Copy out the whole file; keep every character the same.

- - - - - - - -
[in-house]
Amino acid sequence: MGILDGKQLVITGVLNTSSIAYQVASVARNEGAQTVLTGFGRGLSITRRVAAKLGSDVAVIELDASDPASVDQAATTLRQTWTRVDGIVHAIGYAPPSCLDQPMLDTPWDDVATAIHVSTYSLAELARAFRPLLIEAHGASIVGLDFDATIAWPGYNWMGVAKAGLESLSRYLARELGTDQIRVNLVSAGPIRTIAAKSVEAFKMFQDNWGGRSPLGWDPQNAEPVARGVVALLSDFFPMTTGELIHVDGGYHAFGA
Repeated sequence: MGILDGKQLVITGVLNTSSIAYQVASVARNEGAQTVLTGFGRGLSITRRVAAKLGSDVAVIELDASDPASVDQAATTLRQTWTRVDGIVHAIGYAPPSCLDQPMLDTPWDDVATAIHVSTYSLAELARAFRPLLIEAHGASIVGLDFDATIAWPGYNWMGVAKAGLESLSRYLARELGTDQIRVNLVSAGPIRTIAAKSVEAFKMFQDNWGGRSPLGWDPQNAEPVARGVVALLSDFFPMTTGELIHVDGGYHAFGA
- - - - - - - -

[in-house]
Amino acid sequence: MGILDGKQLVITGVLNTSSIAYQVASVARNEGAQTVLTGFGRGLSITRRVAAKLGSDVAVIELDASDPASVDQAATTLRQTWTRVDGIVHAIGYAPPSCLDQPMLDTPWDDVATAIHVSTYSLAELARAFRPLLIEAHGASIVGLDFDATIAWPGYNWMGVAKAGLESLSRYLARELGTDQIRVNLVSAGPIRTIAAKSVEAFKMFQDNWGGRSPLGWDPQNAEPVARGVVALLSDFFPMTTGELIHVDGGYHAFGA
Repeated sequence: MGILDGKQLVITGVLNTSSIAYQVASVARNEGAQTVLTGFGRGLSITRRVAAKLGSDVAVIELDASDPASVDQAATTLRQTWTRVDGIVHAIGYAPPSCLDQPMLDTPWDDVATAIHVSTYSLAELARAFRPLLIEAHGASIVGLDFDATIAWPGYNWMGVAKAGLESLSRYLARELGTDQIRVNLVSAGPIRTIAAKSVEAFKMFQDNWGGRSPLGWDPQNAEPVARGVVALLSDFFPMTTGELIHVDGGYHAFGA